You can actually attend a drive-thru funeral in the US |

You can actually attend a drive-thru funeral in the US |

A story about a drive-thru funeral made the news here last week. . While completely American and just as completely inconceivable here in Kerry; it made me laugh thinking of the reaction of the many serial funeral goers trekking to and from funerals nightly.
“Jesus, what will those Yanks think of next? Might as well give them a bucket of fried chicken to eat while they sit in their big yokes guzzling chicken and gas. Can you imagine not having the decency to shake a man’s hand after him losing a loved one?” Or something a little less polite?!

Logistically it would never work of course. There is no room outside any funeral home in small towns and villages to accommodate the drive-thru process and since a good portion of Irish people can’t or don’t drive, they would be looking for lifts or borrowing cars just to drive-thru. The whole drive thru concept is a bit vague too here. There are parking spots outside for McDonald’s that you frequently have to pull up to and park in after going through the drive-thru and wait for someone to bring your food over to you.

There aren’t even parking lots for any funeral home aside from room for the hearse to pull in front of the door so every wake which is inevitable held between 5 or 6 onwards creates absolute gridlock as people cruise by looking for somewhere to abandon their car and clog up traffic. The removal and burial are another traffic nightmare as processions of mourners follow the casket on foot from the funeral home to the church (removal) or from the church to the cemetery (funeral mass). I am sure you think I am exaggerating but this could add an hour onto you drive home depending on the size and location of the wake and if you run into one mid-day while racing to a meeting, forget it. Thankfully it’s such a common and accepted obstacle around town that “Sorry I got stuck behind a funeral” pretty much covers any tardiness.
Imagine saying that in the US?!

Funerals are a strange combination of sacrosanct and mundane here.

People talk about funerals in hushed tones and relay details of very tragic funerals with a quiet zealous enthusiasm. At the same time there is little emotion at or around funerals. They are fairly practical and orchestrated affairs. I have been to a few wakes in houses where the casket and body is in a sitting room and the family receives people next to the casket for a few hours and then accompanies the body to the church in the evening or morning. These are really horrible for amateur funeral goers but still won’t see many tears – sometimes the grievers are not clearly set out if it’s been going for a while and if you don’t know everyone its awkward trying to figure out whom to shake hands with without shaking 30 people’s hands and possibly giving your condolences to someone not related at all.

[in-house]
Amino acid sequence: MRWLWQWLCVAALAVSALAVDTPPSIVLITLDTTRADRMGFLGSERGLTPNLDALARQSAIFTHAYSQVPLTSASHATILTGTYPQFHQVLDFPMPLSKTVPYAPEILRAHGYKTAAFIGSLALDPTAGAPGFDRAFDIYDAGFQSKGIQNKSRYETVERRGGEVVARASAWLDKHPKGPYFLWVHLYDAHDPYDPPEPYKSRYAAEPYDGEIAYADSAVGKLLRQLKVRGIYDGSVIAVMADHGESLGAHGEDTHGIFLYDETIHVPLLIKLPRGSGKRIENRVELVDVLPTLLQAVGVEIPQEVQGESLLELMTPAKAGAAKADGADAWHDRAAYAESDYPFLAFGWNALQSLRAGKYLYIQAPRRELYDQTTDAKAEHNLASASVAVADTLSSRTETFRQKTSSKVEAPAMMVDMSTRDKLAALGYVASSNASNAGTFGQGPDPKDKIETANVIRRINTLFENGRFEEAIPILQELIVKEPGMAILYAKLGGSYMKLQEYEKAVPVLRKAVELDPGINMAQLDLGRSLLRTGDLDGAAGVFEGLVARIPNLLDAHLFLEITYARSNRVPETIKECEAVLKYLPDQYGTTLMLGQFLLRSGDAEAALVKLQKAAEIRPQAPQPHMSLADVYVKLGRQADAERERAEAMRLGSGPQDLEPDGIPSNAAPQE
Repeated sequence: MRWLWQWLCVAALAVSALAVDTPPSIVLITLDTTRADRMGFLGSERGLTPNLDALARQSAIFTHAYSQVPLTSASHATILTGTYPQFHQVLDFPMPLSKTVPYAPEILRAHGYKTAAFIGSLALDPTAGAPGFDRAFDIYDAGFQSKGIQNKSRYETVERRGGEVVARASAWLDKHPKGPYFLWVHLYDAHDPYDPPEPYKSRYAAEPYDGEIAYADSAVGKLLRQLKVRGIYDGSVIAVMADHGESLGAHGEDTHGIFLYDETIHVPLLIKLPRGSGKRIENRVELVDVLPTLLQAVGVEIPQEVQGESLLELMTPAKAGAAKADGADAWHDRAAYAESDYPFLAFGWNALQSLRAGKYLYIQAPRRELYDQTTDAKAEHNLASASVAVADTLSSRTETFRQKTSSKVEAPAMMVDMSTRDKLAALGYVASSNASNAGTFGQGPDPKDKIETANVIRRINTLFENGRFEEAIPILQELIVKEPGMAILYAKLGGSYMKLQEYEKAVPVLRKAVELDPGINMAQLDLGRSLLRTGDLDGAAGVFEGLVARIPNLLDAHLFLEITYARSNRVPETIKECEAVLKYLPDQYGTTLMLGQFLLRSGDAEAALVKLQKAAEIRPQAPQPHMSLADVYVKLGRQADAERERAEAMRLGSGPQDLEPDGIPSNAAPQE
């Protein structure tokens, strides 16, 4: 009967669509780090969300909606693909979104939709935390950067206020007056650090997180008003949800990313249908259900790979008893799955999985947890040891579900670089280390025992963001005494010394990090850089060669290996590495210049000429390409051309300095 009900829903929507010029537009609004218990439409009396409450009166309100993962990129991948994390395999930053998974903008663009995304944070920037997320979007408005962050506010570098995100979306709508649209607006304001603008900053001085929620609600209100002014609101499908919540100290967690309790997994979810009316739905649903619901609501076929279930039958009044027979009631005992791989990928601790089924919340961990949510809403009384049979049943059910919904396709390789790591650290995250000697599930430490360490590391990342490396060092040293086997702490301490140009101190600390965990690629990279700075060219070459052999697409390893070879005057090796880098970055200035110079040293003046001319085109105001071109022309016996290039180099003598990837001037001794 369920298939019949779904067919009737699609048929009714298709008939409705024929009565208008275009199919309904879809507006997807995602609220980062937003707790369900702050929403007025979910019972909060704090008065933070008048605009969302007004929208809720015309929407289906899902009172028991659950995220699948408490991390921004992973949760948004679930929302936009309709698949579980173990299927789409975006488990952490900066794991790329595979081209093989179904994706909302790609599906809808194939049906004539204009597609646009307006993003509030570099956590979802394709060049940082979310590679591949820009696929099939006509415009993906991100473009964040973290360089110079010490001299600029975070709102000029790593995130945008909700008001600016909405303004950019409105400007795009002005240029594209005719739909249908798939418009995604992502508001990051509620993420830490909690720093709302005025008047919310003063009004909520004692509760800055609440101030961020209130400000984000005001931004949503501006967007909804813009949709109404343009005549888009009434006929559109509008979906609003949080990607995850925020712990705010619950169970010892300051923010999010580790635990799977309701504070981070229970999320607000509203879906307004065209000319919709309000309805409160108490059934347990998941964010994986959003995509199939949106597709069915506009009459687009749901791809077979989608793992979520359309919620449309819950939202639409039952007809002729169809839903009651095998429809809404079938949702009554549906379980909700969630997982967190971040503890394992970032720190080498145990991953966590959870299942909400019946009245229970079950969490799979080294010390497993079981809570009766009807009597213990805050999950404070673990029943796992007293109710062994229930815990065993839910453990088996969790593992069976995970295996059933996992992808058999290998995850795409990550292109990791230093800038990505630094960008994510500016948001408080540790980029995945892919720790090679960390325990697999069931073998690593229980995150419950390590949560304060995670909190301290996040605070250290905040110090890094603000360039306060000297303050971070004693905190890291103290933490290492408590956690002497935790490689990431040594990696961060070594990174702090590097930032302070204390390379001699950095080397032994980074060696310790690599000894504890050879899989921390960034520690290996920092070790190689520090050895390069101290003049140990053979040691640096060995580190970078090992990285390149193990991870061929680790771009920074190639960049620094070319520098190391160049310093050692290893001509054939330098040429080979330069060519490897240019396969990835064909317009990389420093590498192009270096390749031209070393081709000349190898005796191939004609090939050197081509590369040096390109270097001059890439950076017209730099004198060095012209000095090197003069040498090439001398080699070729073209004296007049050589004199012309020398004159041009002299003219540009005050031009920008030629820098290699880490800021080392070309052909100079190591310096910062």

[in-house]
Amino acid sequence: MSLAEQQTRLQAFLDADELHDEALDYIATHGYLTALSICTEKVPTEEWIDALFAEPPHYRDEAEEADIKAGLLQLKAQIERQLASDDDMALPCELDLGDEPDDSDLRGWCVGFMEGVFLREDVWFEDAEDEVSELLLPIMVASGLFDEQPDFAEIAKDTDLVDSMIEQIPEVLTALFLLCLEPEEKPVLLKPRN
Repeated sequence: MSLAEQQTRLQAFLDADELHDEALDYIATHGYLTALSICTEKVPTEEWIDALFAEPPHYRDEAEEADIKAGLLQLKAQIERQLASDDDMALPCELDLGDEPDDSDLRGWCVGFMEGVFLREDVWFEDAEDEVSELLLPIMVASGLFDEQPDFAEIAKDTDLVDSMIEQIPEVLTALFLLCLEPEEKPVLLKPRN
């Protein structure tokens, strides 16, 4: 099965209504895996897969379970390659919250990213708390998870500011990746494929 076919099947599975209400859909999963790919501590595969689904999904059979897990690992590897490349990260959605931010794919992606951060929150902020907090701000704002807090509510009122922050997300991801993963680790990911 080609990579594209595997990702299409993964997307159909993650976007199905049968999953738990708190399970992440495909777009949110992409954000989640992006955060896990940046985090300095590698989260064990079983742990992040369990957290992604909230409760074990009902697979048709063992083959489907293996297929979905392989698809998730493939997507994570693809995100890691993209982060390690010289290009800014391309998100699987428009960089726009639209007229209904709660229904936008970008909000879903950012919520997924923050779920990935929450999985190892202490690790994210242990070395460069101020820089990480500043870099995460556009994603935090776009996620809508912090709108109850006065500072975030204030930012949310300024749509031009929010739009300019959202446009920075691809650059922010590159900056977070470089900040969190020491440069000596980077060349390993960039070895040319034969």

They are mundane because they are such a frequent event for most people. The Irish love funerals and attend as many as humanly possible out of respect, nosiness, boredom, obligation, political & business interests and to guarantee a good turnout for family members and eventually their own funeral. The Irish also love talking about death, funerals and tragedy so when not attending they are discussing funerals. There are death notices on the local radio station a few times a day which are basically a somber woman reciting funeral arrangements for people who have died recently.
I know people who attend 2-3 funerals per week! They go to co-worker’s father-in-laws funerals even if it requires driving four hours roundtrip after work. They tell you about acquaintances cousins that are being waked thirty miles away with the expectation you want to know so you can attend. We had a manager at work that everyone hated. No one was friendly with her; no one knew her family or socialised with her aside from work. She retired and two years later her mother died and the entire office (but me) went to the funeral. When I asked one woman incredulously why she was going since she hated her and didn’t know her mother, she replied, “She could be on an interview panel one day.” Another common response is “I’d be embarrassed if I met her in County Hall and hadn’t gone.” People are frequently sent to deputize for their parents if they can’t make a funeral because they are away or sick. I asked a friend what he was going to do since he didn’t know any of the family and he said run in, look around and figure out who the most important mourners were, go up to them and say I am Tom & Margaret Murphy’s son. They are in Dublin and asked me to pass on their condolences, then leave. You have to make sure they get the name so they are officially represented – totally pointless if no one knows you’re there and they need to know exactly where you live, to the house usually so you give some specific information.

My Irish American grandmother and family in Boston have a lot of interest in funerals too and I always just thought they were particularly morbid but since the obituaries in Boston are referred to as the Irish sports pages I guess this is a cultural hold over from Ireland.

Are there are any interesting funeral traditions where you are? I would love to hear if Catholic’s are just particularly into funerals or are there other funeral cultures similar to the Irish.